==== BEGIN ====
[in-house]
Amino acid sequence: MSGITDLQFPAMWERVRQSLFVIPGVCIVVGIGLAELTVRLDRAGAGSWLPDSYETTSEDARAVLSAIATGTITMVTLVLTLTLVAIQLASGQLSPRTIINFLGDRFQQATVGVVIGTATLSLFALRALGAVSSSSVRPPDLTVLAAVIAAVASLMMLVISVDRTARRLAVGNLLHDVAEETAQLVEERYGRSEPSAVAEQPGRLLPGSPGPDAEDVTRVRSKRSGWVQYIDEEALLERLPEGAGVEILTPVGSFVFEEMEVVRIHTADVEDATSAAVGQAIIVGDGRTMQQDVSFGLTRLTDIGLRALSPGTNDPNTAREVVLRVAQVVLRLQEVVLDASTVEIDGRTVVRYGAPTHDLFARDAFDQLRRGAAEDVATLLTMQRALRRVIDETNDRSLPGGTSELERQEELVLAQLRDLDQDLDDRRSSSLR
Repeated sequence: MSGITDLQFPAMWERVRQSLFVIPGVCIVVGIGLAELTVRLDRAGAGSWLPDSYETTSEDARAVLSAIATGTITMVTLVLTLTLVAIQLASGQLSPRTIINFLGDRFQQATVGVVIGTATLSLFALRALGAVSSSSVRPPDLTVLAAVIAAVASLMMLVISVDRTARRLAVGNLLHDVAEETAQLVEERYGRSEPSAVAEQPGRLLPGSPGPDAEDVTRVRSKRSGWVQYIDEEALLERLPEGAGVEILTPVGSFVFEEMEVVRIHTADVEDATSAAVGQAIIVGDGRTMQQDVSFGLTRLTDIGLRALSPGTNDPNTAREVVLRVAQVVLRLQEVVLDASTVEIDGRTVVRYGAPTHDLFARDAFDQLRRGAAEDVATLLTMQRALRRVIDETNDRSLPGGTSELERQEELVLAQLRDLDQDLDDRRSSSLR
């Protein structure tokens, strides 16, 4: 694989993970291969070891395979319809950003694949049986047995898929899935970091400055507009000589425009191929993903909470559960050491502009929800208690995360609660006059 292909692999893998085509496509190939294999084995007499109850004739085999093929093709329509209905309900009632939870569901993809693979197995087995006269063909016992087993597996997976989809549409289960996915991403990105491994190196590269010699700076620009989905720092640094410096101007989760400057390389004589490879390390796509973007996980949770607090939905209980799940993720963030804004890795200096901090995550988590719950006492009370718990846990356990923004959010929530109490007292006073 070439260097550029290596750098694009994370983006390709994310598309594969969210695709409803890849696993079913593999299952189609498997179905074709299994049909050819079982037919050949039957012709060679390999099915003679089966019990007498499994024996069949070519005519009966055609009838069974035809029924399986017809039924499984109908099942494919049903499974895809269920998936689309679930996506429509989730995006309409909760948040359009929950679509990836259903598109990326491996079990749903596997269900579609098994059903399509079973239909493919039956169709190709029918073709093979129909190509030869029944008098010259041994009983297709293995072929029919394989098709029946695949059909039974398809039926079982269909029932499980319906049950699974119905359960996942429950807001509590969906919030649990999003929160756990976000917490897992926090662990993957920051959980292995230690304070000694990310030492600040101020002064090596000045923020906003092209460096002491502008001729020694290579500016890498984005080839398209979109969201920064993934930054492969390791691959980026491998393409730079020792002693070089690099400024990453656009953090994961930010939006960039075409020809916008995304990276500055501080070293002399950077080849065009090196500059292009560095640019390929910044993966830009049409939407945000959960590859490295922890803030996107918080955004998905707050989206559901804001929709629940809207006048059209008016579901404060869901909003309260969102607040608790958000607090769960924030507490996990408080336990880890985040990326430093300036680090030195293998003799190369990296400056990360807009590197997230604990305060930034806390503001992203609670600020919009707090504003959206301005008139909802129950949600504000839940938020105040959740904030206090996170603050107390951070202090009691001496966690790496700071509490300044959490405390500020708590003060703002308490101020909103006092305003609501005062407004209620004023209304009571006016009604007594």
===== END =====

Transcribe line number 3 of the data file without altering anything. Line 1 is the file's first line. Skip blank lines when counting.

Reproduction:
Repeated sequence: MSGITDLQFPAMWERVRQSLFVIPGVCIVVGIGLAELTVRLDRAGAGSWLPDSYETTSEDARAVLSAIATGTITMVTLVLTLTLVAIQLASGQLSPRTIINFLGDRFQQATVGVVIGTATLSLFALRALGAVSSSSVRPPDLTVLAAVIAAVASLMMLVISVDRTARRLAVGNLLHDVAEETAQLVEERYGRSEPSAVAEQPGRLLPGSPGPDAEDVTRVRSKRSGWVQYIDEEALLERLPEGAGVEILTPVGSFVFEEMEVVRIHTADVEDATSAAVGQAIIVGDGRTMQQDVSFGLTRLTDIGLRALSPGTNDPNTAREVVLRVAQVVLRLQEVVLDASTVEIDGRTVVRYGAPTHDLFARDAFDQLRRGAAEDVATLLTMQRALRRVIDETNDRSLPGGTSELERQEELVLAQLRDLDQDLDDRRSSSLR